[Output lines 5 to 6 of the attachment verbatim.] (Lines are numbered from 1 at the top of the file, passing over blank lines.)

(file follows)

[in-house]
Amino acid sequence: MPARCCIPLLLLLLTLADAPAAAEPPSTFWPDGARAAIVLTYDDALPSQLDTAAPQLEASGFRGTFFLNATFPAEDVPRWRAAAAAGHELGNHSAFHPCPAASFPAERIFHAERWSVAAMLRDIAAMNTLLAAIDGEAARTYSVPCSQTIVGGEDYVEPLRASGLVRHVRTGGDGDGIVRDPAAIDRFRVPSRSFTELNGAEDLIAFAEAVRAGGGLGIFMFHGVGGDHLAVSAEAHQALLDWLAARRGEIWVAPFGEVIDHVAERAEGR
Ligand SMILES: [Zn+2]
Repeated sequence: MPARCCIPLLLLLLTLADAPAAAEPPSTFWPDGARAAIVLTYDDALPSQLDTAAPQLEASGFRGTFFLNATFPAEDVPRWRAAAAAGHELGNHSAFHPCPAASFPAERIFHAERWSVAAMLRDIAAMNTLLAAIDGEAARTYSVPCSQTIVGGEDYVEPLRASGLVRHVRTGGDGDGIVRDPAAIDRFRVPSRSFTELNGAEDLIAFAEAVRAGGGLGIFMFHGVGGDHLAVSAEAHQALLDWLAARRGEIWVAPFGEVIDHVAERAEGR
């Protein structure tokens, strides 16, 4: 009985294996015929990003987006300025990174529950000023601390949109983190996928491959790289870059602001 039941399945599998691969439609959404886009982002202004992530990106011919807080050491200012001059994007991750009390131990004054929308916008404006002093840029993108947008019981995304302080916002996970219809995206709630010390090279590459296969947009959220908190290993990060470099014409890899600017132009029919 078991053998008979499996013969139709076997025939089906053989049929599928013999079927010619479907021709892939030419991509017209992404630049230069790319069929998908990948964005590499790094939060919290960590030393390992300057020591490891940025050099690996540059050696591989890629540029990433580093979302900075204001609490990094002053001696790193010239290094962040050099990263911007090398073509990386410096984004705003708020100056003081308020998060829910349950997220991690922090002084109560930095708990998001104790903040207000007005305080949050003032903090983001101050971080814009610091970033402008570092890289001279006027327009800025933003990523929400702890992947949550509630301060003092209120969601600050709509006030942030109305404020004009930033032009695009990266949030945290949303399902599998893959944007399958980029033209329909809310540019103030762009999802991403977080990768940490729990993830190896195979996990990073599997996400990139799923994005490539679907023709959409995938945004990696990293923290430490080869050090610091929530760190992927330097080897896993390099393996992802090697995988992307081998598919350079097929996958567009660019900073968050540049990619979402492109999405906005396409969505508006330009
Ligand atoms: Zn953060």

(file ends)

């Protein structure tokens, strides 16, 4: 009985294996015929990003987006300025990174529950000023601390949109983190996928491959790289870059602001 039941399945599998691969439609959404886009982002202004992530990106011919807080050491200012001059994007991750009390131990004054929308916008404006002093840029993108947008019981995304302080916002996970219809995206709630010390090279590459296969947009959220908190290993990060470099014409890899600017132009029919 078991053998008979499996013969139709076997025939089906053989049929599928013999079927010619479907021709892939030419991509017209992404630049230069790319069929998908990948964005590499790094939060919290960590030393390992300057020591490891940025050099690996540059050696591989890629540029990433580093979302900075204001609490990094002053001696790193010239290094962040050099990263911007090398073509990386410096984004705003708020100056003081308020998060829910349950997220991690922090002084109560930095708990998001104790903040207000007005305080949050003032903090983001101050971080814009610091970033402008570092890289001279006027327009800025933003990523929400702890992947949550509630301060003092209120969601600050709509006030942030109305404020004009930033032009695009990266949030945290949303399902599998893959944007399958980029033209329909809310540019103030762009999802991403977080990768940490729990993830190896195979996990990073599997996400990139799923994005490539679907023709959409995938945004990696990293923290430490080869050090610091929530760190992927330097080897896993390099393996992802090697995988992307081998598919350079097929996958567009660019900073968050540049990619979402492109999405906005396409969505508006330009
Ligand atoms: Zn953060």